Harmful change is the most significant result of the warming. We could instead call it "North Carolina Estuary loss" but that would not capture the issue adequately. Heating, coastal erosion and change are all happening whatever the name and some of that is more important than other.

The last administration was the first in ~30 years to expand the US nuclear power capacity, and there is not any concerted pressure to shut down existing nuclear plants in this country. Your suggestion that there's some sort of semantic shell game taking place is unhelpful. It's particularly odd that you complain about environmental groups while ignoring the input of the coal and oil lobbies on policy making.

>there is not any concerted pressure to shut down existing nuclear plants in this country.

It's making a comeback. The initial released documents for the Green New Deal called for phasing out all nuclear power within 10 years.

[0] https://www.npr.org/2019/02/07/691997301/rep-alexandria-ocas...

[1] https://apps.npr.org/documents/document.html?id=5729035-Gree...

I am not very exercised about draft documents, and given the huge subsidies and externalities in the nuclear power industry, it's not too surprising that people are skeptical about that. I'm not anti-nuclear but those are legitimate problems nuclear advocates need to address instead of complaining about how hard they have it.


Maybe it is because the nuclear industry in the US has a kind of mixed safety record, requires vast subsidies of its own and so few people want to handle the waste that it is shipped around the country in secret and possibly illegally. I actually do think nuclear is part of a green future but ignoring these issues while criticizing the semantics of 'global warming' v. 'climate change' seems counter-productive.

What point are you hoping to make? The perfect is the enemy of the good.

The alternative to GND is not increased nuclear power, it's the status quo, in which nuclear power is also on the decline.

mabbo 28 days ago [flagged]

The paper itself uses the term "climate change".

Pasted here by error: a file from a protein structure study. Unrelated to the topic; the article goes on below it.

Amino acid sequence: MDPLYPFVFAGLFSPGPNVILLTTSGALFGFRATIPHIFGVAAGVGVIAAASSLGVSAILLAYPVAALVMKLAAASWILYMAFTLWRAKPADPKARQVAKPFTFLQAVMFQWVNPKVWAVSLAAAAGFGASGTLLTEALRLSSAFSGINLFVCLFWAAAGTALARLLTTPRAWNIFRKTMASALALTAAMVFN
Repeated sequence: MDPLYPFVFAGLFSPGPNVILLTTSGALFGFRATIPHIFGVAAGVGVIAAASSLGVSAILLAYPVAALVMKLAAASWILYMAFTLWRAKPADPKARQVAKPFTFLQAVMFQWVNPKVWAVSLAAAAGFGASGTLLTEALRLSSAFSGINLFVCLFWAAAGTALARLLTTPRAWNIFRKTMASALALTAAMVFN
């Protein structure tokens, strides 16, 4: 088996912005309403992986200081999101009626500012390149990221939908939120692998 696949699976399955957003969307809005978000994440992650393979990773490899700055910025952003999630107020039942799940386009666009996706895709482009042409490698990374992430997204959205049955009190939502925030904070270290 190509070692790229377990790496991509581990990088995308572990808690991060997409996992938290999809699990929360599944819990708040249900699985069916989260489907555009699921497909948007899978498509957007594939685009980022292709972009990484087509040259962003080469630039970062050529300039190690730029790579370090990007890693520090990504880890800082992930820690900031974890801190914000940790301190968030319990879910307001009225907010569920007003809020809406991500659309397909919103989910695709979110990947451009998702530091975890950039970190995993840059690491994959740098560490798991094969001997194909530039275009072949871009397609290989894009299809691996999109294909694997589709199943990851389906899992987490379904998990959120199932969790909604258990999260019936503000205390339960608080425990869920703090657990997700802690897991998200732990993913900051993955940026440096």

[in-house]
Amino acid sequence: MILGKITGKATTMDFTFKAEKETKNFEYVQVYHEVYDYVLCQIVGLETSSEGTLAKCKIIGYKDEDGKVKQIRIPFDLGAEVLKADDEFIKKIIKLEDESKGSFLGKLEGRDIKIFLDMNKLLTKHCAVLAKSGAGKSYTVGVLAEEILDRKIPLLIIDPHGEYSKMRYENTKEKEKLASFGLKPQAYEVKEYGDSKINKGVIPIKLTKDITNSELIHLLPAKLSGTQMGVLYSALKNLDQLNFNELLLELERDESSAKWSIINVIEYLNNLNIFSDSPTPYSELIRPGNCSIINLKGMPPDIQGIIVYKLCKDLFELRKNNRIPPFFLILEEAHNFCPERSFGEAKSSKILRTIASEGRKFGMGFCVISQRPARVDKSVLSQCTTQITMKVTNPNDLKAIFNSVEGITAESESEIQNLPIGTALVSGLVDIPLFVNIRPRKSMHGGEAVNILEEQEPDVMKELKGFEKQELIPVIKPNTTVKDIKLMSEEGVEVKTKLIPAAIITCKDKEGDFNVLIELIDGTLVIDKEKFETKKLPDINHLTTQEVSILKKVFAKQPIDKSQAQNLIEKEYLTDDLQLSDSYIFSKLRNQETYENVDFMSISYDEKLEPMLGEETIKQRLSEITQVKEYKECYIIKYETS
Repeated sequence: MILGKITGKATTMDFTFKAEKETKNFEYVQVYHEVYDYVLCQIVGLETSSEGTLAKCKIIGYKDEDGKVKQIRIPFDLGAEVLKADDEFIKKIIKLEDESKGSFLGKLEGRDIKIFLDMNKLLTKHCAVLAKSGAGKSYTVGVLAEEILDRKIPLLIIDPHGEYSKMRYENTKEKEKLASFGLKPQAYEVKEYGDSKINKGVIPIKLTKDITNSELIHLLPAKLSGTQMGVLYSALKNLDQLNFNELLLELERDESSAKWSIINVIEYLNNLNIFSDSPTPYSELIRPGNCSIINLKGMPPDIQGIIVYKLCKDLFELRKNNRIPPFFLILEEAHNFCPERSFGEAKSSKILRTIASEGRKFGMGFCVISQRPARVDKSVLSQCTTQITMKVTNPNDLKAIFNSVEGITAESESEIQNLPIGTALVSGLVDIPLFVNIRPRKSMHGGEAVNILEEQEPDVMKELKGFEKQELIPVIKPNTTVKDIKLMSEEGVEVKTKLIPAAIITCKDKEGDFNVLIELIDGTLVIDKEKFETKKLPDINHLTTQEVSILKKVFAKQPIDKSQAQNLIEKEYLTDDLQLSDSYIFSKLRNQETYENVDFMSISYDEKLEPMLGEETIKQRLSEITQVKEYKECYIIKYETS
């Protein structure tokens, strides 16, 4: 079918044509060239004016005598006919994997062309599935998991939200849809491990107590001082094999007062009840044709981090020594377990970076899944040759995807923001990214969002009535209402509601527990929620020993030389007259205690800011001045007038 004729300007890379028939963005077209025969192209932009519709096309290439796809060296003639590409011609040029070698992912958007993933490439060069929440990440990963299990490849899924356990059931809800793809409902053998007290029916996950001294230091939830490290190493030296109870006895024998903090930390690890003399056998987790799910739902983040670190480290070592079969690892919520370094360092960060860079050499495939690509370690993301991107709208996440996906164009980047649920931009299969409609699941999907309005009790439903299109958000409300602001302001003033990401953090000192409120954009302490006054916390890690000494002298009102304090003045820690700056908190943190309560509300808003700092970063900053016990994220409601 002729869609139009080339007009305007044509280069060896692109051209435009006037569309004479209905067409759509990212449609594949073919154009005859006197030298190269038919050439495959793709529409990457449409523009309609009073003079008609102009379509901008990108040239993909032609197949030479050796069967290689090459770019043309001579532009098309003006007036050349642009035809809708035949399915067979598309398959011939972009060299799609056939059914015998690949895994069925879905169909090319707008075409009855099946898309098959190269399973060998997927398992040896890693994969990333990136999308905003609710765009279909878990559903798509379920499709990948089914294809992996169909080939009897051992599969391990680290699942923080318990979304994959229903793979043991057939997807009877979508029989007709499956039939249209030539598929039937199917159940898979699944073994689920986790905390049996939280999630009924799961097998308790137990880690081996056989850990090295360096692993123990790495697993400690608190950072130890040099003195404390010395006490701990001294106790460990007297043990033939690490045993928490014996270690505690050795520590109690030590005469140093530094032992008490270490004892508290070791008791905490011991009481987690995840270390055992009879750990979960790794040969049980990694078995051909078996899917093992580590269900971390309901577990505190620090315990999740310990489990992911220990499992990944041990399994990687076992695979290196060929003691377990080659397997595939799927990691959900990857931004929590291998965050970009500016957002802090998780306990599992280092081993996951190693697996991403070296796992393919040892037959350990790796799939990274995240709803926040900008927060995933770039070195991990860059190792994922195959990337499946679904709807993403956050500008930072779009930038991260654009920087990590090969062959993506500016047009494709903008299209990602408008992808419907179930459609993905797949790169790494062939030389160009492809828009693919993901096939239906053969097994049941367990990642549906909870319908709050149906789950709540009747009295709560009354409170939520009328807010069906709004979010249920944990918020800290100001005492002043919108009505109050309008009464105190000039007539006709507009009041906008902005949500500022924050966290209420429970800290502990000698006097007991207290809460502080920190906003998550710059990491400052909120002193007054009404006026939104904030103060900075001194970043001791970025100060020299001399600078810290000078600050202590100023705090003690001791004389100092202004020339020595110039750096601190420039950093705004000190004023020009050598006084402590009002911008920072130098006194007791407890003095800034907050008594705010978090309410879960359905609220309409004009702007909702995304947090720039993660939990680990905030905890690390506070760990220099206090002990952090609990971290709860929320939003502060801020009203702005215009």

> Means must be found to explore the advantages of climate change where they appear, and to minimize the adverse effects.

Did you read the paper, or the title only?

ThomPete 28 days ago [flagged]

Yes I did read it.

Global warming used to be the term that was used, then we had a period of non-warming and it was changed to climate change.

That had nothing to do with it.

Terminology changed because "global warming" was too simplistic. And because it encouraged simplistic thinking.

Sure, increased greenhouse forcing from CO2, CH4, etc will lead to increasing global average temperature. But the specifics will be far more important.

For example, polar temperatures will increase more than equatorial temperatures. And generally, winter temperatures will increase more than summer temperatures.

More importantly, peak winter and summer temperatures will increase more than averages. And weather variability will increase. Mainly because there'll be lots more water in the atmosphere, and so lots more energy available to drive stuff.

Edit: There have been periods of global cooling (mid 60s to mid 70s) and ~stable global mean temperature (late 90s to late 00s). Even though atmospheric CO2 levels have been increasing, the whole time, at an increasing rate.

So how can that be? The key factor, I believe, is changes in SO2 emissions. SO2 reduces greenhouse forcing through increased cloudiness (and so increased reflectivity) and stratospheric haze (and so increased absorption and IR emission at high altitude).

SO2 emissions decreased dramatically during the late 50s to early 70s. So that allowed greenhouse forcing to increase, commensurate with atmospheric CO2 etc levels.

And then, since the 80s, China has ramped up coal use, and released increasingly massive amounts of SO2. So that counteracted, somewhat, increased greenhouse forcing from CO2 etc.

The fit will seriously hit the shan as China implements emission controls on coal plants. So we'll still get their CO2, but much less SO2.

I think you have it wrong. The language was deliberately changed due to work done by Frank Lutz.


The term "climate change" predates "global warming", and according to google ngrams it has always been more common.


Can you point me to data about a period of non-warming since this paper was written (1983) that coincided with a change in terminology? These data from NASA seem to show a consistent warming trend over that time period https://climate.nasa.gov/vital-signs/global-temperature/

I think the term "climate change" became preferred, because "global warming" over-simplifies the threat. It's not just about a warming planet. It is also about more devastating storms, longer and more dangerous fire seasons, changes in precipitation and weather patterns, etc.

> It's funny how the conversation have changed now to Climate Change instead of global warming.

What conversation has changed?

These aren't terms of fashion, these are terms used to try to be as descriptive as possible within the best understanding of science (as it continues to learn).


Are you really arguing that the reason we haven't addressed climate change (or global warming) (or increasing CO2 levels) is because some environmental organizations were anti-nuclear power?